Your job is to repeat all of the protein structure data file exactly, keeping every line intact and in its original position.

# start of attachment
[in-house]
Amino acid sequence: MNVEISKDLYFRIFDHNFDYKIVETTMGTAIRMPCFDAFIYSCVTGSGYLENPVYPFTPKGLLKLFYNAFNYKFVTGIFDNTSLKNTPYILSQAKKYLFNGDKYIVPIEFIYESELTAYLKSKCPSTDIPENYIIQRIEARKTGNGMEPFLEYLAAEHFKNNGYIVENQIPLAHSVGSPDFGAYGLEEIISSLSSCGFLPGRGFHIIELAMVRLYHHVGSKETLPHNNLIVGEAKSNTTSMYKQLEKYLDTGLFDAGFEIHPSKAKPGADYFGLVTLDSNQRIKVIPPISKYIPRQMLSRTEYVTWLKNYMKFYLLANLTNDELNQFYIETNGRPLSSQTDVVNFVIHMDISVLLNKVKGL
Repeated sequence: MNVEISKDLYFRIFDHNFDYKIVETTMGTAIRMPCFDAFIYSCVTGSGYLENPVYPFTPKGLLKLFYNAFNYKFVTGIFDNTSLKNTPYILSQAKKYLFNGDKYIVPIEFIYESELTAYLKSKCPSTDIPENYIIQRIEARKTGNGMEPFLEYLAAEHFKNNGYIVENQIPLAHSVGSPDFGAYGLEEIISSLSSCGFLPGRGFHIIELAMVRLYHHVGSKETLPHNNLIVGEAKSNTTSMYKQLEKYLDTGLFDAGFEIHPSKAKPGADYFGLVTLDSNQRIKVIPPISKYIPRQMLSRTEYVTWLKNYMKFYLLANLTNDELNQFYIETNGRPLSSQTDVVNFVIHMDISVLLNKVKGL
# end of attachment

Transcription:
[in-house]
Amino acid sequence: MNVEISKDLYFRIFDHNFDYKIVETTMGTAIRMPCFDAFIYSCVTGSGYLENPVYPFTPKGLLKLFYNAFNYKFVTGIFDNTSLKNTPYILSQAKKYLFNGDKYIVPIEFIYESELTAYLKSKCPSTDIPENYIIQRIEARKTGNGMEPFLEYLAAEHFKNNGYIVENQIPLAHSVGSPDFGAYGLEEIISSLSSCGFLPGRGFHIIELAMVRLYHHVGSKETLPHNNLIVGEAKSNTTSMYKQLEKYLDTGLFDAGFEIHPSKAKPGADYFGLVTLDSNQRIKVIPPISKYIPRQMLSRTEYVTWLKNYMKFYLLANLTNDELNQFYIETNGRPLSSQTDVVNFVIHMDISVLLNKVKGL
Repeated sequence: MNVEISKDLYFRIFDHNFDYKIVETTMGTAIRMPCFDAFIYSCVTGSGYLENPVYPFTPKGLLKLFYNAFNYKFVTGIFDNTSLKNTPYILSQAKKYLFNGDKYIVPIEFIYESELTAYLKSKCPSTDIPENYIIQRIEARKTGNGMEPFLEYLAAEHFKNNGYIVENQIPLAHSVGSPDFGAYGLEEIISSLSSCGFLPGRGFHIIELAMVRLYHHVGSKETLPHNNLIVGEAKSNTTSMYKQLEKYLDTGLFDAGFEIHPSKAKPGADYFGLVTLDSNQRIKVIPPISKYIPRQMLSRTEYVTWLKNYMKFYLLANLTNDELNQFYIETNGRPLSSQTDVVNFVIHMDISVLLNKVKGL